Op-ed | Why Congress must enact commercial remote sensing reforms
Remote sensing is the imaging of Earth from space. It is incredibly valuable for environmental, national security and commercial purposes. Unfortunately, it’s governed by an outdated law that’s in desperate need of updating.
Initially, remote sensing technology was only used by government agencies for national security and scientific research. However, in the 1990s, private companies also realized the potential of satellite imagery. To facilitate the development of this nascent industry, Congress passed the Land Remote Sensing Policy Act of 1992. Early private sector efforts focused on providing imagery to U.S. national security agencies, as well as developing alternatives to the Landsat program. Managed at different times by several government agencies, Landsat provides moderate-resolution imagery for applications in science, agriculture and forestry.
Since the Land Remote Sensing Policy Act became law in 1992, the commercial remote sensing industry has multiplied. The private sector has identified a wide array of businesses that are enabled by commercial remote sensing from space. Applications like Google Earth are now available on your phone. Commercial remote sensing companies are helping us collaborate with our allies because the information they produce is not classified and easily shared.
Nonprofits use the imagery to inform disaster relief, humanitarian assistance, and shed light on human rights violations — a use for which even George Clooney has advocated. Scientists use remote satellite data to track land use, deforestation, and ice sheet loss. Others use it to prevent poaching, overfishing, treaty compliance, historical preservation, and archaeology. The financial industry uses commercial imaging to predict crop yields, economic activity, and energy consumption. Farmers can decrease water, pesticide, and fertilizer use; preserve soil; and increase production. Energy companies use the data to more efficiently explore and extract resources and transmit power in a manner that decreases environmental impact.
This explosion of technology and growth in business potential have made the 1992 law obsolete. Moreover, the existing statutory and regulatory structures in the U.S. are stifling the growth of the U.S. commercial remote sensing industry and delaying innovative companies. All of these new applications, and countless others that we have not yet realized, could be lost without legislative reform.
Government approval for U.S. companies takes months, if not years, longer than the 120-day determination timeline required by law. Companies are applying and waiting without any understanding as to why NOAA takes so long to respond. Stakeholders report significant uncertainty with licensing actions, including modifications to operational license conditions without notice or due process.
There are consequences for inaction. American remote sensing startups want to stay in the United States, but they are planning to go overseas due to uncertainty in the regulatory process. Successful entrepreneurs will not expose their company’s fate to draconian regulations when countries like Luxembourg freely provides a flag of convenience. This would be catastrophic for our domestic remote sensing industry as well as the jobs this industry supports. It would also undermine the U.S. government’s ability to influence these company’s operations, and limit U.S. access to the operations of these companies, which would no longer be subject to U.S. jurisdiction. This isn’t a hypothetical. We saw this happen in the 1990s when several U.S. companies seeking to establish space-based radar services, went overseas to Germany and Italy because of regulatory uncertainty here in the United States. Each of those companies went on to dominate the international commercial market — and still do to this day.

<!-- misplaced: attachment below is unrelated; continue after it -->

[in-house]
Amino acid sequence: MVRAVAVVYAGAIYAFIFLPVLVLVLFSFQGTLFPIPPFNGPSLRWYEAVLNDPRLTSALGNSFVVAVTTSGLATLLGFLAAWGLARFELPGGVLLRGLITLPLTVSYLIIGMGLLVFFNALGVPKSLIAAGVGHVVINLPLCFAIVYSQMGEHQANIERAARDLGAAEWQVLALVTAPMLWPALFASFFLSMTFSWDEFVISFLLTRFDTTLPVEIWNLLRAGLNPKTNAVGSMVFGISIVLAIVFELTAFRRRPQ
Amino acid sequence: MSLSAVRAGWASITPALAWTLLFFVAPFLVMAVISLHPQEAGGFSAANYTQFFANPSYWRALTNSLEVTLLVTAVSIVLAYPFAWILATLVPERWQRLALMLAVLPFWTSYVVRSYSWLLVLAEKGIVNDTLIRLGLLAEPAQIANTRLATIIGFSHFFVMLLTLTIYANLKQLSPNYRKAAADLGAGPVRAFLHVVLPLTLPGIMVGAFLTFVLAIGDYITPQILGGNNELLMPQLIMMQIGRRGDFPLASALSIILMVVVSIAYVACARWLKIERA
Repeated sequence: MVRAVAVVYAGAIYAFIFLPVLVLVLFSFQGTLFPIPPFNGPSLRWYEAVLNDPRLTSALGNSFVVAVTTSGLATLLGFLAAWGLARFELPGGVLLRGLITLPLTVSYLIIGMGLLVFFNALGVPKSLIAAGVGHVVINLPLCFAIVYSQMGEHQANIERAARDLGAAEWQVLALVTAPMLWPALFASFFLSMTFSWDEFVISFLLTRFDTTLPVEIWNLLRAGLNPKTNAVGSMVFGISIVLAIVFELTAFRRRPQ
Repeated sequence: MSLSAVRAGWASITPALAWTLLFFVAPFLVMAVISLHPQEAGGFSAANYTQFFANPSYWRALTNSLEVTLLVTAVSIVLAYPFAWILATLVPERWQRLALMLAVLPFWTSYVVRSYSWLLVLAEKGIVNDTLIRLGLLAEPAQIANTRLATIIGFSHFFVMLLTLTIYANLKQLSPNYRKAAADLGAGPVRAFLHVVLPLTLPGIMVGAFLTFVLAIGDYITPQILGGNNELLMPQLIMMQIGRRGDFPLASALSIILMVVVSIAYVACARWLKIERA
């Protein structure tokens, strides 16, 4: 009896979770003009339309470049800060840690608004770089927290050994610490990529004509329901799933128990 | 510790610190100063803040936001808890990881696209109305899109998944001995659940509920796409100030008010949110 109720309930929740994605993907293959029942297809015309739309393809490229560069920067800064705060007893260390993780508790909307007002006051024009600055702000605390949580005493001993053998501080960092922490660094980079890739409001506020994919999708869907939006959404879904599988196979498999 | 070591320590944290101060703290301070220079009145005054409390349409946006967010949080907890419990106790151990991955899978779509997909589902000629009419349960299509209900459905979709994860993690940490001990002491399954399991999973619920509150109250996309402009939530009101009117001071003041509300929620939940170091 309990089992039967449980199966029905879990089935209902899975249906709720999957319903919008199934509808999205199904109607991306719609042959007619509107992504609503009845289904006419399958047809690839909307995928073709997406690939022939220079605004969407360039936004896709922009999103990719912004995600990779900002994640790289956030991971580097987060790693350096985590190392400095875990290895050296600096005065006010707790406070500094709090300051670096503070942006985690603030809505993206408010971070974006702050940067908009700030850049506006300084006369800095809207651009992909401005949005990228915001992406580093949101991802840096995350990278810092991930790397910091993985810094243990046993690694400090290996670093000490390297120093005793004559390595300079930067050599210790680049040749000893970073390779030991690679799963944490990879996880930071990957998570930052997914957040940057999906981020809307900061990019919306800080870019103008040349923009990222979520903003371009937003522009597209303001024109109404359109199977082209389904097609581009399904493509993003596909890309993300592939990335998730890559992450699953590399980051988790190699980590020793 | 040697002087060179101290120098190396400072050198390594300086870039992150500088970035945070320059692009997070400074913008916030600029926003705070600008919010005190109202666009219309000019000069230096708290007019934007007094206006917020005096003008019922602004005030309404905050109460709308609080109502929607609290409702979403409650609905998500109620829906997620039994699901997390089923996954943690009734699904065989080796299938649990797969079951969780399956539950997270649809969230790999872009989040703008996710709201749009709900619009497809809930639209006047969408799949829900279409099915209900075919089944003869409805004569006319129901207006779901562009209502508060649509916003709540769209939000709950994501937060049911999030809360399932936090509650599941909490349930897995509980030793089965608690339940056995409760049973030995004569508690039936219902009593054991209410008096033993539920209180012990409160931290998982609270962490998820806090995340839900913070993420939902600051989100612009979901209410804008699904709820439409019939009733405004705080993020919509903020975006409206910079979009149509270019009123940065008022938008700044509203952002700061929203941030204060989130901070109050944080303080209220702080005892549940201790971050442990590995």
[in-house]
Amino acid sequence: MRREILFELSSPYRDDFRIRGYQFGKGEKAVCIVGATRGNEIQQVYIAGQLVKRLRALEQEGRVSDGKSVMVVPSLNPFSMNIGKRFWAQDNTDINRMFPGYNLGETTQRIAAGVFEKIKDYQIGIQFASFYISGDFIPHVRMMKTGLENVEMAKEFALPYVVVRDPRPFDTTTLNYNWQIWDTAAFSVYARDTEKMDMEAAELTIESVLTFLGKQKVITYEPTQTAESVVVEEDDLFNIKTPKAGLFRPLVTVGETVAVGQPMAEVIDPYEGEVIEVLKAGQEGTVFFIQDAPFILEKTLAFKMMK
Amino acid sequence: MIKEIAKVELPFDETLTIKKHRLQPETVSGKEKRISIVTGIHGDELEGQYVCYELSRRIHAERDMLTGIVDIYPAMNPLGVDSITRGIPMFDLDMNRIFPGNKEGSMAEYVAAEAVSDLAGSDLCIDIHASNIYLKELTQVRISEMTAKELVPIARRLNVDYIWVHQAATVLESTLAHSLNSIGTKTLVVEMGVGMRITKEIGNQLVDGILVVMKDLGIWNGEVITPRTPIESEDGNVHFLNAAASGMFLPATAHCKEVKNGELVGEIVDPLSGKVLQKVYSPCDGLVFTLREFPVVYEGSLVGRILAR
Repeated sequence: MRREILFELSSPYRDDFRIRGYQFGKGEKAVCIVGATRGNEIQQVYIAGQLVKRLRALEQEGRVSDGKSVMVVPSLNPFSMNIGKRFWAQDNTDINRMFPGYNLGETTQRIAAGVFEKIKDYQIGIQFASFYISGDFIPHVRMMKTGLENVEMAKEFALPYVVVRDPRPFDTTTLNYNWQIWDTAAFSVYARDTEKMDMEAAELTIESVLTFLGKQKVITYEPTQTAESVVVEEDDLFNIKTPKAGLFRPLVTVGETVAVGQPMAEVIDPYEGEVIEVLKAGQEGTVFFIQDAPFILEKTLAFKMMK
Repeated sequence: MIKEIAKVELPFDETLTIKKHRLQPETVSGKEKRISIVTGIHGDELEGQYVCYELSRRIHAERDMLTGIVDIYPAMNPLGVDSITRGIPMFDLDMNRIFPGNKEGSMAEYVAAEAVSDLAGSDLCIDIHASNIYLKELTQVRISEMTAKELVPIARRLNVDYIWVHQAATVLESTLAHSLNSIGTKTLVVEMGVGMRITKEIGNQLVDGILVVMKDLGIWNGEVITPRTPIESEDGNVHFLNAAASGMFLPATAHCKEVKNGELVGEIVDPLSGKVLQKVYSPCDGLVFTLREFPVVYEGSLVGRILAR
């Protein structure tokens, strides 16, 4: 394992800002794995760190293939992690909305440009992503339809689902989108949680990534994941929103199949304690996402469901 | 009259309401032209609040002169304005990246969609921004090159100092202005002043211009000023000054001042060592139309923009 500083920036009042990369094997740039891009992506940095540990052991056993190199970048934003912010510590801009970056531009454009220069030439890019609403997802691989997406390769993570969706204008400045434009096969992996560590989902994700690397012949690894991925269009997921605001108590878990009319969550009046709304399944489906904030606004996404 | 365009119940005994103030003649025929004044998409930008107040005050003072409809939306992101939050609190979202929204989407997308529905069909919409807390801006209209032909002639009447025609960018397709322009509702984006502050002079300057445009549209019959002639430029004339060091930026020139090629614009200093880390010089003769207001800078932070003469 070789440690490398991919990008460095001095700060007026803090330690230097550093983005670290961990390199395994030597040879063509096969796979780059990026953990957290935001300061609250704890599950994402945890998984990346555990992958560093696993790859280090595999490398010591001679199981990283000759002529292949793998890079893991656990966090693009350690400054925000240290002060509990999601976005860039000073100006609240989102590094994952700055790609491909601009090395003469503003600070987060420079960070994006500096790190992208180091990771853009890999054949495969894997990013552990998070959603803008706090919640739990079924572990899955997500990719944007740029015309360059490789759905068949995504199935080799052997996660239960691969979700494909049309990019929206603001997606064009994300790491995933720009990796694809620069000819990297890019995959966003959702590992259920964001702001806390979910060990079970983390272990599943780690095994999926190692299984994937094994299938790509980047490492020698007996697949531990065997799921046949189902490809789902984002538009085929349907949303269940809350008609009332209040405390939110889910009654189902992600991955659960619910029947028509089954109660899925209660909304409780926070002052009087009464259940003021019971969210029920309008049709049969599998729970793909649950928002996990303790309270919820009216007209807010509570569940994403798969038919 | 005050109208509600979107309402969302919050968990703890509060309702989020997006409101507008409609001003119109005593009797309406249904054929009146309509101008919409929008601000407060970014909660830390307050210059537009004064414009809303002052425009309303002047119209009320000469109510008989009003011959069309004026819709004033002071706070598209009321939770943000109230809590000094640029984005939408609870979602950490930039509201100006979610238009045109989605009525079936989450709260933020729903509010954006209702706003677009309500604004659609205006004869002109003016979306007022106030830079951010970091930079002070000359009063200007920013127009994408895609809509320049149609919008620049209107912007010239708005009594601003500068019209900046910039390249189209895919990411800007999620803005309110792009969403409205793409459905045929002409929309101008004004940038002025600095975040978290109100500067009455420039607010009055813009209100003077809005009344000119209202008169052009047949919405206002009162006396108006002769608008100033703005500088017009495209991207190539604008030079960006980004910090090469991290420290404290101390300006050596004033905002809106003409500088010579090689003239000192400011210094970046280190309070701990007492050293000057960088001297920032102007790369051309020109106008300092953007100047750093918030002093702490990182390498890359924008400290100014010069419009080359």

To its credit, the Trump administration recognized this problem and directed the Department of Commerce to update its regulations for commercial remote sensing. Unfortunately, the administration is still limited by the outdated and obsolete 1992 law. At a recent meeting of the Advisory Committee for Commercial Remote Sensing (ACCRES), the chair of the committee commented on the draft regulations being developed, “I find, at the moment, that the draft rule is wanting across the board, and it’s not close.”
That’s why Congress must pass the much-needed reforms outlined in the American Space Commerce Free Enterprise Act. The bill updates the regulatory process, and reorganizes the Department of Commerce to enable a 21st century commercial remote sensing industry in the U.S. By consolidating and transferring these offices back to the Department of Commerce, we can expedite licensing by reducing redundant bureaucratic layers and create efficiencies through consolidation. More importantly, we will elevate the office within the Department and allow for greater coordination with the other offices that deal with export controls and trade issues. Without the transfer, there is no voice for U.S. technological leadership, innovation, and economic prosperity in the interagency process. By returning the offices to the Department of Commerce, we will also empower the Secretary to advocate for U.S. interests with international partners.
There is bipartisan support for such efforts. Reforming these offices was recommended at hearings before the House Science, Space, and Technology Committee; by the Advisory Committee for Commercial Remote Sensing Regulatory Affairs; by the administration’s budget requests and Space Policy Directive 2; and supported by legislation that passed both the House and Senate last Congress. We must act now before the commercial remote sensing industry leaves the U.S. behind.
U.S. Rep. Brian Babin (R-Texas) is the ranking member of the House Science space subcommittee.